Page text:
My New Gig

I’ve recently started at Rated People as their Technology Director.

I find the company fascinating for a bunch of reasons:

  1. They are a marketplace that allows people to find tradesmen very easily. It’s shocking how easy for the user it is, in fact – and I speak as someone who has used the service as a user. The model is pretty similar to – regular readers will know I’m a fan.
  2. But even better than the traditional online marketplace idea, Rated People is more like a dating agency. I don’t go on the site and choose from hundreds of plumbers. The system chooses the best plumbers for me based on my location, budget etc.
  3. The upshot of all of this is that the ratings system on Rated People is the best I’ve come across. It is the hardest to fake. Amazon’s ratings are useless – as a manufacturer I could easily hire plenty of people to post positive reviews of my goods. Even on I could register myself as a supplier, create a number of fake buyer accounts, award myself some contracts and give myself a great rating. On Rated People you can’t just do this.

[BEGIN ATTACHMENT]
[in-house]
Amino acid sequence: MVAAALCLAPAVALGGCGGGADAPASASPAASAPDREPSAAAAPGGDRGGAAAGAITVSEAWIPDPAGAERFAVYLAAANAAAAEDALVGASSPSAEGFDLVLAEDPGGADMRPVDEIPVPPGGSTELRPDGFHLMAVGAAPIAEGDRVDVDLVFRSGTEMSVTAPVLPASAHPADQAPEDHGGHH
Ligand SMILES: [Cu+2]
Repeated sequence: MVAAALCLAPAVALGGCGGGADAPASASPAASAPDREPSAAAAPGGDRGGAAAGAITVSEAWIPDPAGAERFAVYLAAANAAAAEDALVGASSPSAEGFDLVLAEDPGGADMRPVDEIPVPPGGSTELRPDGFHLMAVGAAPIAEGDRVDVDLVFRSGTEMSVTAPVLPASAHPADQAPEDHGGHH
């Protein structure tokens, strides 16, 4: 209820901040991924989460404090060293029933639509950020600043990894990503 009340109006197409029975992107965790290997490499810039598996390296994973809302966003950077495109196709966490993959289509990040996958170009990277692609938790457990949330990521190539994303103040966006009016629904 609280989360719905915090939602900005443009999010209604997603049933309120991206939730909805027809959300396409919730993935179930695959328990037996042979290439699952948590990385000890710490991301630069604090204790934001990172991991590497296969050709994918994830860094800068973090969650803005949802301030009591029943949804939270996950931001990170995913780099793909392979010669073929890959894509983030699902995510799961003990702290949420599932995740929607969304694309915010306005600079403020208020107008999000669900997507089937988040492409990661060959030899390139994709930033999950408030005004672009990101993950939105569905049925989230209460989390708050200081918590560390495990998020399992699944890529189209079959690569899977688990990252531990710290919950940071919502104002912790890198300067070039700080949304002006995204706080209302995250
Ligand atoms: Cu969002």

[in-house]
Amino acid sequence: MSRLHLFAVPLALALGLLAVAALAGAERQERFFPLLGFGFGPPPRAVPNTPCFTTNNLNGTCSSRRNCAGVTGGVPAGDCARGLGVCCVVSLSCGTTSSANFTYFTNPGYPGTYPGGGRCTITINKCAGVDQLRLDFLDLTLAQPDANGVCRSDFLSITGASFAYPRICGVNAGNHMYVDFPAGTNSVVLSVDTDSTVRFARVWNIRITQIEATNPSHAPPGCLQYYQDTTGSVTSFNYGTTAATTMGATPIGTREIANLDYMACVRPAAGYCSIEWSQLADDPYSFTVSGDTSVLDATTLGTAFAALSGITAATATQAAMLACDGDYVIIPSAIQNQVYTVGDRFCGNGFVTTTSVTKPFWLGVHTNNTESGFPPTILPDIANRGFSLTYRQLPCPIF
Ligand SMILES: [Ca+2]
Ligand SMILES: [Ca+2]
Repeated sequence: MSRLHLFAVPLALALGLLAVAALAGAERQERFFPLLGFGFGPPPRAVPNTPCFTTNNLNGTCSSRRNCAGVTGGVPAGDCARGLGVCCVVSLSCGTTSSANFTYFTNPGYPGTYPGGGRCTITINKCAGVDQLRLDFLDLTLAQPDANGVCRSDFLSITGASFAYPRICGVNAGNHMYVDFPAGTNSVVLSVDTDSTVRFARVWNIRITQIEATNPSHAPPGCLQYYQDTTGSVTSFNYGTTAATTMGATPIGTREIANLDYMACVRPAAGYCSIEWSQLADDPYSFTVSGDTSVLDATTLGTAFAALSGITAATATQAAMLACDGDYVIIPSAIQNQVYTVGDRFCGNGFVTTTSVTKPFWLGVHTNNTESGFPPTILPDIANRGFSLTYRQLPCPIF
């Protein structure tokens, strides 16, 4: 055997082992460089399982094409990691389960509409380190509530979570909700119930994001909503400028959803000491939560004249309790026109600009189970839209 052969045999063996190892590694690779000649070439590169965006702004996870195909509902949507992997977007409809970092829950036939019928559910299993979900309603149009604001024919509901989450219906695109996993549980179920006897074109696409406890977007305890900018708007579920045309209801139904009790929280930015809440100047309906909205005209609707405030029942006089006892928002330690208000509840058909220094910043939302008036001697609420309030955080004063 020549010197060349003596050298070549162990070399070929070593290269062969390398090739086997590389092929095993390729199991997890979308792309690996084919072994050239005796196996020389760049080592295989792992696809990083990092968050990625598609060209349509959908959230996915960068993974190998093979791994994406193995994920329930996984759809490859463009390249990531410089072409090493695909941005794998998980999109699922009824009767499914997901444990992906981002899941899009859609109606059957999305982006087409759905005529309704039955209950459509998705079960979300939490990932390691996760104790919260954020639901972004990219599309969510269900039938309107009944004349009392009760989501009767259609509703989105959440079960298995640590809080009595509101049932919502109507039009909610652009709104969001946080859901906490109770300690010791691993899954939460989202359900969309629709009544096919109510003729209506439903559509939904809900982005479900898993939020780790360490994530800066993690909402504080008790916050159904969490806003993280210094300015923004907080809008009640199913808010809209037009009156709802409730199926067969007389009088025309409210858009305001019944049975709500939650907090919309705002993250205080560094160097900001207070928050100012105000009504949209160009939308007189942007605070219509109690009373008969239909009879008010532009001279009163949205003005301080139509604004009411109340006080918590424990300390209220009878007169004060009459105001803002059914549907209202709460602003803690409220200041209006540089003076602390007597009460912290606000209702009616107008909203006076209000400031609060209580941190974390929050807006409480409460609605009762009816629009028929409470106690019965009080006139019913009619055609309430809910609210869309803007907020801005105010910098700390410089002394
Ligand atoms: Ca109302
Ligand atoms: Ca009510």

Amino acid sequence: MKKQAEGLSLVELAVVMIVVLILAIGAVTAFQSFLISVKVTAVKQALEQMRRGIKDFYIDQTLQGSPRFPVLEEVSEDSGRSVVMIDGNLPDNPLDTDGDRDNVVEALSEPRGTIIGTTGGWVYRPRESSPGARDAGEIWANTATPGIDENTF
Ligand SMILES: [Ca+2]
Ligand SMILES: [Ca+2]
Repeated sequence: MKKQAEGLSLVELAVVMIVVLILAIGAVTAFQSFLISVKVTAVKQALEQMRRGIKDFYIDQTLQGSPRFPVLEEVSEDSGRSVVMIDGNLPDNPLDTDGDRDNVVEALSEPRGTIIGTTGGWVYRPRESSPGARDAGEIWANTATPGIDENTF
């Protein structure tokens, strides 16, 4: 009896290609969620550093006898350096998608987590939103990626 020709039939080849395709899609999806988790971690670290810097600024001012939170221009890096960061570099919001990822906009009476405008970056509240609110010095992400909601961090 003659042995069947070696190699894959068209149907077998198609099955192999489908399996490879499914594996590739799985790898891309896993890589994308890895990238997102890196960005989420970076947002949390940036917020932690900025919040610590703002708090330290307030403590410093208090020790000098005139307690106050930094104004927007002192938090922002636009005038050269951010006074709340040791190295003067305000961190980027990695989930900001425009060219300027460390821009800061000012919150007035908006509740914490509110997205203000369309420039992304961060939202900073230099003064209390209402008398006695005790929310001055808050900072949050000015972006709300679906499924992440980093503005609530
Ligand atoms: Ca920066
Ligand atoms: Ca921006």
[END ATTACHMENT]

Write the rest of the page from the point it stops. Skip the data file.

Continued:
4. It’s still sourcing!

On a “small world” note, I was out with one of the guys last night and found out that he once used to be a buyer at Brakes where he used to run their reverse auctions and was involved in the early incarnations of Trade Interchange.

On owning your .com domain name

Received wisdom on the web is that if you are running a business you should own the .com domain name or else you are doomed to being an also-ran.

So I was surprised to read The Sunday Telegraph Stella Magazine’s (8th March 2009 – yes it was a slow Sunday) article on “the great eccentrics of world fashion”. Some are listed alongside URLs:

Susie Bubble of
Tavi Gevinson of
Diana Pernet of
Yvan Rodic of

Out of these four, only one runs the .com domain of their online presence. The others are content to let blogspot and typepad do the heavy lifting and are evidently happy to be associated with those domains.

And given that 99% of first time visitors to your location will get there by typing in the name  (e.g. facehunter) into Mr Google’s Guidebook, the .com-ness or not of the domain name becomes less relevant.

Google search for "facehunter"
Google search for “facehunter”

Not surprisingly, as with pretty much any .com name made up of two arbitrary words, is apparently owned by a domain squatting organisation. I presume this to be the case because (a) is just a list of links to adverts and (b) I’m struggling to see what other reason Rough Media can have for registering 2,000+ domains.

Google is wise to this: if you even do a search for “” you still get links to the “real” facehunter at rather than the squatted domain.

Google search for ""
Google search for “”

Where is the benefit, these days, of having over or  even How long before having your own .com domain starts feeling rather stuffy, quaint and old-fashioned?